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1 in 5 People Seeking an Abortion Had to Travel Out of State Post-Roe: Report

1 in 5 People Seeking an Abortion Had to Travel Out of State Post-Roe: Report

Nearly 1 in 5 people who had an abortion in the first half of 2023 – more than 92,000 people – traveled across state lines for their care.

Nearly 1 in 5 people who had an abortion in the first half of 2023 – more than 92,000 people – traveled across state lines for their care.

(CNN) — With abortion banned in more than a dozen states and restricted in many others, it’s become about twice as common for people in the United States to travel across state lines for their abortion care, a new analysis found.

Nearly 1 in 5 people who had an abortion in the first half of 2023 – more than 92,000 people – traveled across state lines for their care, according to a report from the Guttmacher Institute, a research and policy organization focused on sexual and reproductive health that supports abortion rights. In a similar timeframe in 2020, before the US Supreme Court’s Dobbs decision revoked the federal right to abortion, less than 1 in 10 people left their home state for an abortion – about 50,000 fewer people.

The data probably understates the impact that the Dobbs decision has had, says Isaac Maddow-Zimet, a data scientist with the Guttmacher Institute and lead researcher for the new report. More people are traveling for abortion care, and they’re traveling farther – largely because many states with bans and restrictions border each other.

“Folks from Texas, for example, might have been traveling to Oklahoma [in 2020]. Now, in 2023, those folks are still traveling, but they can’t travel to Oklahoma anymore. It leads to a situation where people have to cross multiple state lines and travel very far distances,” Maddow-Zimet said. “And when you have to travel so much farther, the costs start to multiply. It really implies much higher financial costs and much higher logistical costs.”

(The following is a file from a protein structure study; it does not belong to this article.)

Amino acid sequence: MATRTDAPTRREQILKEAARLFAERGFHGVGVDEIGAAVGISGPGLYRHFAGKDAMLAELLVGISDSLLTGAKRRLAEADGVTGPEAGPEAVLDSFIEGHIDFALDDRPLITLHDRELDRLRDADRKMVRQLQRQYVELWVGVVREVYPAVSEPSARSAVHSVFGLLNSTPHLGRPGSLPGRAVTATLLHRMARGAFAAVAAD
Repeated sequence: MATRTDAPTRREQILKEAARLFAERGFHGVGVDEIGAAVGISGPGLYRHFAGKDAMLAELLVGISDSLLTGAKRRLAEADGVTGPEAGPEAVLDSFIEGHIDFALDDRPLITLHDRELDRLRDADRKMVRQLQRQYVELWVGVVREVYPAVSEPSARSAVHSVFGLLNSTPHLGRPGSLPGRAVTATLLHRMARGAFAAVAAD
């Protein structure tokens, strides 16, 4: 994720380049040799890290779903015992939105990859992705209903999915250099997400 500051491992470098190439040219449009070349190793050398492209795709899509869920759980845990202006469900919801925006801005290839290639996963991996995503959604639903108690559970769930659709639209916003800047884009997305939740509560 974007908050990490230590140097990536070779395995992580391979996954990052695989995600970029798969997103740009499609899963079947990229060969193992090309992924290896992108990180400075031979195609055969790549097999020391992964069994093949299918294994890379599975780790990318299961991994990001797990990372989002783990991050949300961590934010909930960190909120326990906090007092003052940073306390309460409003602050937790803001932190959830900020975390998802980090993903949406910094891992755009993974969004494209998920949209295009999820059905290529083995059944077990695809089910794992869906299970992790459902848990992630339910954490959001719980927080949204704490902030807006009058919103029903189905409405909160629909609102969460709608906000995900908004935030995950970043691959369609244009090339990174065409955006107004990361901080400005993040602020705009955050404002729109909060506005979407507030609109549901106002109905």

The increase in travel is changing the clinical needs for people seeking abortions, and providers are adapting.

Clinics in Ohio are seeing patients at later gestational age, said Dr. Adarsh Krishen, chief medical officer of Planned Parenthood of Greater Ohio. And although medication abortion is still most common, more patients are opting for procedural abortion, he said, especially those who have traveled from other states who want to be sure it was effective.

“We treat each patient as an individual. Our commitment is to make sure that they’re getting the health care they need and deserve,” Krishen said. “There are just added layers of complexity.”

Supporting patients outside of the exam room also looks different.

“The abortion itself is the same no matter if you come from a banned state or you come from a state where abortion is still protected,” said Amy Hagstrom Miller, the founder and chief executive officer of Whole Woman’s Health, an abortion provider with clinics in multiple states. “But when a patient is in our clinic, lots of different things come into effect.”

People who traveled for abortion care may have time pressures, with a flight to catch or a long drive home, she said. Many have driven hundreds of miles and often travel with the family – both children and elders – whom they support.

Whole Woman’s Health has adapted its waiting rooms accordingly, Hagstrom Miller said. In New Mexico, for example, clinics have a separate waiting room area with toys, snacks and comfortable couches to better serve patients and their families, especially those who have traveled for long hours.

Nearly three-quarters of the abortions in New Mexico were provided to people who had traveled across state lines, according to the new data from the Guttmacher Institute. More than 8,200 people from out of state had an abortion in New Mexico in the first half of 2023. Only Illinois and North Carolina saw more out-of-state patients.